In response to the missile launch of North Korea over the Japanese islands on Tuesday, the United States and Japan will call for an international embargo on oil exports to Kin Jong Un’s government. The allied effort seeks to strike at the heart of Pyongyang’s weapons programs.

Japan has requested an emergency meeting of the United Nations Security Council in New York City along with the U.S. and South Korea. The three governments will then propose their ban to the UN. Whether or not other nations agree to join this proposed ban on oil is another matter.

Japanese Prime Minister Shinzo Abe and U.S. President Donald Trump spoke via telephone on Tuesday and both agreed that now is the time for further pressure on North Korea, rather than dialogue. The missile launch by the North Koreans was another dangerous precedent, having the missile carry over Japanese territory.

Though this marks the fifth time North Korean missiles have flown over Japan, key differences from past cases indicate that the threat is greater this time.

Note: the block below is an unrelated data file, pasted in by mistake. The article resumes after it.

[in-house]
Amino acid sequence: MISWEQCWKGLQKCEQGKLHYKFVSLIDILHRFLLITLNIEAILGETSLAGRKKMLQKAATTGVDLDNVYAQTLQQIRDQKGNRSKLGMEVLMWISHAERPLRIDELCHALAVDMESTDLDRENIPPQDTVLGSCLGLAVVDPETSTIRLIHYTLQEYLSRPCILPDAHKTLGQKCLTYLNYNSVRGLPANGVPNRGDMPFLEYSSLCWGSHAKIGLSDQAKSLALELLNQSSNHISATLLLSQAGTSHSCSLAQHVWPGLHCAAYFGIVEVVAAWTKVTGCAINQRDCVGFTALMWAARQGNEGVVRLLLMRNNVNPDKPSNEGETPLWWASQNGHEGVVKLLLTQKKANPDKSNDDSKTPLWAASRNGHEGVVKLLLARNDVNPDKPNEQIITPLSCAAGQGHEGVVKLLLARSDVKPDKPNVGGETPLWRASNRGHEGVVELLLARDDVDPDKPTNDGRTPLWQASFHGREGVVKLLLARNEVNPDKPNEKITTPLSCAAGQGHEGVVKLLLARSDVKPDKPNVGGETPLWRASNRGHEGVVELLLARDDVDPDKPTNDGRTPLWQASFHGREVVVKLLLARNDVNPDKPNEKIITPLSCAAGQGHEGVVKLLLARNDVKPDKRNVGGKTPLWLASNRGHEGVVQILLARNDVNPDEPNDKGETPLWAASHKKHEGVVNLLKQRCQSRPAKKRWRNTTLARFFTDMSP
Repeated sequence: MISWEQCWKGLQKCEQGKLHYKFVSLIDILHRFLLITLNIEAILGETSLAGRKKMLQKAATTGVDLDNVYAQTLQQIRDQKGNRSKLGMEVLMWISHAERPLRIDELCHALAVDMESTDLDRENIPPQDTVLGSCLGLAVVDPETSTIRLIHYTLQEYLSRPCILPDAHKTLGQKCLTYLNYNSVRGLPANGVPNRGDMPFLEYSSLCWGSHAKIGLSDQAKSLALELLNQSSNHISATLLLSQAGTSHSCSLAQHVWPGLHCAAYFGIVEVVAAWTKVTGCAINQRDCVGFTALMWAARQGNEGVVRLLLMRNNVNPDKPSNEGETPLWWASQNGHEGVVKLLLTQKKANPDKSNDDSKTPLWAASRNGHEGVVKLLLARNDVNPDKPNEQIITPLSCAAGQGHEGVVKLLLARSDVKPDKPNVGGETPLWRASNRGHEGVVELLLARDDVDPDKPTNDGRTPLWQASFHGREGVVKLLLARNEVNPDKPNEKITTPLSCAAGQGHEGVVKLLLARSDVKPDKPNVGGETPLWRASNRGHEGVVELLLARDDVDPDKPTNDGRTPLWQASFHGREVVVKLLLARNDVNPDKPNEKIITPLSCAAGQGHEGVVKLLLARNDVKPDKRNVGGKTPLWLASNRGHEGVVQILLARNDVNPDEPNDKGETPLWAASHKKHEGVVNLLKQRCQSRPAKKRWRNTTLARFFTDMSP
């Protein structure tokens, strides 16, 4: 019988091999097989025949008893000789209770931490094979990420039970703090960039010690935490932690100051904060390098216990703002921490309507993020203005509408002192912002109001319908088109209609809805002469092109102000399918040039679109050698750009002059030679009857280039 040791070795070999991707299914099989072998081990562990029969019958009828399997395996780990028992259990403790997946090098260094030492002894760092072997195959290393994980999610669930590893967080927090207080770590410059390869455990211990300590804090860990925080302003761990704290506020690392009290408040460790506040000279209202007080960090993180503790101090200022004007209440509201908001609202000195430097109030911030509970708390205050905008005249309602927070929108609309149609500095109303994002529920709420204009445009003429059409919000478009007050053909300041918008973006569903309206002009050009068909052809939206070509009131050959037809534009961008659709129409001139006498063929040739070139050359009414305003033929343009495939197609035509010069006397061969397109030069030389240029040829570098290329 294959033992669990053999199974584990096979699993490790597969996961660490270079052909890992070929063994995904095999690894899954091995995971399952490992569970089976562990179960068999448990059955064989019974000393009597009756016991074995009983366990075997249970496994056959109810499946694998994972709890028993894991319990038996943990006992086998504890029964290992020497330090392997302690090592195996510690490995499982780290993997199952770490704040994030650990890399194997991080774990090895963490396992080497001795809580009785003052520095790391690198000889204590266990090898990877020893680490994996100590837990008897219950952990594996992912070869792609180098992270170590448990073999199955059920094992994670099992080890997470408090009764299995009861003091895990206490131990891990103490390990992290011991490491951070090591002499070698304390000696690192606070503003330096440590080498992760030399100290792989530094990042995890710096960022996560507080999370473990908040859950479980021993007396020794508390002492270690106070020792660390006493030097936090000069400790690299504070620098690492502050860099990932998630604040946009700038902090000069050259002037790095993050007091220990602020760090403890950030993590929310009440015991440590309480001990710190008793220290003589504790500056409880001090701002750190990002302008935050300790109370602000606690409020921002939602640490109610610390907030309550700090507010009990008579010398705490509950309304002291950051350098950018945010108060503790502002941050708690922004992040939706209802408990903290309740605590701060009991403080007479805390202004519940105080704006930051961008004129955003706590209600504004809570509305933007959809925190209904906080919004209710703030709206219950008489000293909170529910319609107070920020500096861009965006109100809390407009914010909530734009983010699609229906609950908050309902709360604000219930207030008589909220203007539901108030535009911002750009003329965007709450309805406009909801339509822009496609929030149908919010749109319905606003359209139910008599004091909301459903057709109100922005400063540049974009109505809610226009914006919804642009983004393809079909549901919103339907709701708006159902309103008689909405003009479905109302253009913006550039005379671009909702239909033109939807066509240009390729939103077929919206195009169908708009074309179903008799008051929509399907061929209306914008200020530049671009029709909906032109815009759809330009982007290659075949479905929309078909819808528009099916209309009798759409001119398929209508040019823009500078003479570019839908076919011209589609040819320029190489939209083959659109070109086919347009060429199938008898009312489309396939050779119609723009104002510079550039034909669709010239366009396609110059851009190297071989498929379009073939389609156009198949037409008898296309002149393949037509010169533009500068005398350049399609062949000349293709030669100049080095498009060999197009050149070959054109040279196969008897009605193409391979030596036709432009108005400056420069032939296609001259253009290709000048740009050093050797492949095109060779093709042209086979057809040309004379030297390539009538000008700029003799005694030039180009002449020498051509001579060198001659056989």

The missile was launched from Sunan, near Pyongyang, around 5:58 a.m. and landed in the Pacific Ocean about 1,180km east of Cape Erimo on the northern Japanese island of Hokkaido. It flew about 2,700km, according to the Japanese government, suggesting that Pyongyang intended to prove that it can strike the American territory of Guam at any time.

Tokyo and Washington see quick, decisive action as necessary to avert a crisis. Past sanctions have done little to hinder Pyongyang, but an oil embargo that includes China, which North Korea relies on for the bulk of its supply, and Russia could deprive the regime of a vital resource, the thinking goes.

Both China and Russia, who have veto powers in the Security Council, are expected to fight this proposal. Which could embolden the North even more.

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